I like that these anniversary sets cover many of the same scenes as the original series of sets. I also appreciate the classic look due to the return of the sand green roof. I know this is not movie accurate at all, and it is purely for nostalgic reasons I like this, having many of the early Harry Potter sets. It will be interesting to see what colour roof next year’s Harry Potter sets will have. I’d expect we may return to last year’s style, adding a few castle parts relevant to the last movies, such as the bridge and courtyard.

The fact that this set differs in style from the previous years’ sets may detract some. I should say that the Technic holes on the sides should fit with the previous series, so you can combine them though you may want to swap the sand green roof with dark bluish grey pieces eventually.

Continuing on the slightly negative side, I’m puzzled why they decided to include the Astronomy tower, given we had a full set featuring that just last year. It is great to finally get Professor Sinistra, but maybe they could have given us a library instead, along with the librarian Irma Pince (another character, which has not been made into minifigure yet). Hermione spend a lot of the second book/movie in the library researching the legend of the Chamber of Secrets.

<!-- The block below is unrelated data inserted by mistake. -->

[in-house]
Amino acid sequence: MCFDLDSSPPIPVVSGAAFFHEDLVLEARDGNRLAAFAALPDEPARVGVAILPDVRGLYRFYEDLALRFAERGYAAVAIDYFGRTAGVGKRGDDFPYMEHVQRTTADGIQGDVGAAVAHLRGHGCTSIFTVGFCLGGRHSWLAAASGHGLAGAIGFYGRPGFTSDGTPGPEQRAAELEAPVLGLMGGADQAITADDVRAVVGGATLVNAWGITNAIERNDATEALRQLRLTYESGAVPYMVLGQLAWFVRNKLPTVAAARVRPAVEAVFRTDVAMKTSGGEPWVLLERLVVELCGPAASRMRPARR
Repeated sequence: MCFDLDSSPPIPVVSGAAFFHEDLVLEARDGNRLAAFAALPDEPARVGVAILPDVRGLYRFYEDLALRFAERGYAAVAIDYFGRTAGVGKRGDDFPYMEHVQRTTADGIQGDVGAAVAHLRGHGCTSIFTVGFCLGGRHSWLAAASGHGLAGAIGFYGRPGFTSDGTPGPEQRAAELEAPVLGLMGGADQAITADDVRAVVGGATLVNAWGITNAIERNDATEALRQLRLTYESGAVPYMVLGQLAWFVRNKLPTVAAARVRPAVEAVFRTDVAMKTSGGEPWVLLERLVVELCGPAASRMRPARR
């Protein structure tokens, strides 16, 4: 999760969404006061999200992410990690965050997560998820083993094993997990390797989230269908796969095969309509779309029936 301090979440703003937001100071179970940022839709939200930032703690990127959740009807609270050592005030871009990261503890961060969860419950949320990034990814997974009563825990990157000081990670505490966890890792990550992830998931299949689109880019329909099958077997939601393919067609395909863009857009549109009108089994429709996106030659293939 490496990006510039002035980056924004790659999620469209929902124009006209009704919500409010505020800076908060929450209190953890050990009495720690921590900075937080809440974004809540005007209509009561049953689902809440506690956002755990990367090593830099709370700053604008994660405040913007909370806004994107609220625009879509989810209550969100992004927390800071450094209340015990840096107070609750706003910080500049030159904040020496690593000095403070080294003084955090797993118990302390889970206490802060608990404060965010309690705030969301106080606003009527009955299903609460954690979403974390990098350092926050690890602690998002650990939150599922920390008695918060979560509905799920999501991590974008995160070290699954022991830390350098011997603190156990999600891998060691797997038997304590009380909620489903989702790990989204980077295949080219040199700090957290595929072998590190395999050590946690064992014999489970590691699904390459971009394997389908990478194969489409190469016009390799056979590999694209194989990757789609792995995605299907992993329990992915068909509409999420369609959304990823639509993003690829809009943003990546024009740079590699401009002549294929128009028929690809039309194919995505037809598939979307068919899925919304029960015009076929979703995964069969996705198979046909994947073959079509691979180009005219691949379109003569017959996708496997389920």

Another note is that some parts that have been used are clearly not made to be seen from all sides. It is annoying visually (see examples below), but I assume it is due to limitations in what you can actually mould.

That said, it is still a good set, with lots of detail, nice new rooms, a great basilisk, Cornish pixies and an amazing selection of minifigures. And I enjoyed building it – and playing around with the modular nature of the castle. As I explore this, may do a separate post about this. Note that I have already done early reviews of three other mid-2021 sets, you may want to check out:

As usual, these are also available on the Reviews page. As I get the remaining 2021 sets, look out there for reviews.

Till then, Build the Magic!

(Note that this set was kindly provided by LEGO for review. The views expressed here are my own however).

15 thoughts on “REVIEW: Hogwarts Chamber of Secrets

  1. The designer of the set Nick Vás work hard to include animal moulds in sets and this has several. He is most known for adding frogs in a lot of the sets he designs. He has even made a list of them:
    So that is why the set has all those frogs. Stranger that not a single one of the other sets has a frog in a wave that focus on chocolate frog cards.
    Do not start me about the owls, 20 years ago owls where plentiful, this year only this normal set has them. However I do appreciate that we get a barn owl for the first time 😀

    Btw Was Ginny petrified from the basilisk? I thought it was Tom Riddle who made her “sleep”